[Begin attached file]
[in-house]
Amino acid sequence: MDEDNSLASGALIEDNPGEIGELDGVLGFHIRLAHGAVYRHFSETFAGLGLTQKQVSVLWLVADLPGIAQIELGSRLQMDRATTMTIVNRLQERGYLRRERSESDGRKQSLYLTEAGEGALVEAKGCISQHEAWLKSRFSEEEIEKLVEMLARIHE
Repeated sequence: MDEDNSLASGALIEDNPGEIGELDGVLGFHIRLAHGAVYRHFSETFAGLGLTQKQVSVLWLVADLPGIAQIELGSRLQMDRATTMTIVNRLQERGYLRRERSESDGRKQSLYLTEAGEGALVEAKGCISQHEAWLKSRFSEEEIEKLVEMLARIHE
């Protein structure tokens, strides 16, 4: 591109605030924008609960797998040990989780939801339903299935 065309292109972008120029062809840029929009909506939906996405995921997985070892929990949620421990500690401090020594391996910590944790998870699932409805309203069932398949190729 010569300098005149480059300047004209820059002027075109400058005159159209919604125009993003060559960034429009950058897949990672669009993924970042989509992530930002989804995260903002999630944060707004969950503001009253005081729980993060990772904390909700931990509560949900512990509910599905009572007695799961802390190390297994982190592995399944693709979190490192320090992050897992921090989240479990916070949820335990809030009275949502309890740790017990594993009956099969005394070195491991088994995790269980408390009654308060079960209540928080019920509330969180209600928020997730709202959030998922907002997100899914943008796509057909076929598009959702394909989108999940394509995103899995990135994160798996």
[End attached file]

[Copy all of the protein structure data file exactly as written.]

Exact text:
[in-house]
Amino acid sequence: MDEDNSLASGALIEDNPGEIGELDGVLGFHIRLAHGAVYRHFSETFAGLGLTQKQVSVLWLVADLPGIAQIELGSRLQMDRATTMTIVNRLQERGYLRRERSESDGRKQSLYLTEAGEGALVEAKGCISQHEAWLKSRFSEEEIEKLVEMLARIHE
Repeated sequence: MDEDNSLASGALIEDNPGEIGELDGVLGFHIRLAHGAVYRHFSETFAGLGLTQKQVSVLWLVADLPGIAQIELGSRLQMDRATTMTIVNRLQERGYLRRERSESDGRKQSLYLTEAGEGALVEAKGCISQHEAWLKSRFSEEEIEKLVEMLARIHE
């Protein structure tokens, strides 16, 4: 591109605030924008609960797998040990989780939801339903299935 065309292109972008120029062809840029929009909506939906996405995921997985070892929990949620421990500690401090020594391996910590944790998870699932409805309203069932398949190729 010569300098005149480059300047004209820059002027075109400058005159159209919604125009993003060559960034429009950058897949990672669009993924970042989509992530930002989804995260903002999630944060707004969950503001009253005081729980993060990772904390909700931990509560949900512990509910599905009572007695799961802390190390297994982190592995399944693709979190490192320090992050897992921090989240479990916070949820335990809030009275949502309890740790017990594993009956099969005394070195491991088994995790269980408390009654308060079960209540928080019920509330969180209600928020997730709202959030998922907002997100899914943008796509057909076929598009959702394909989108999940394509995103899995990135994160798996």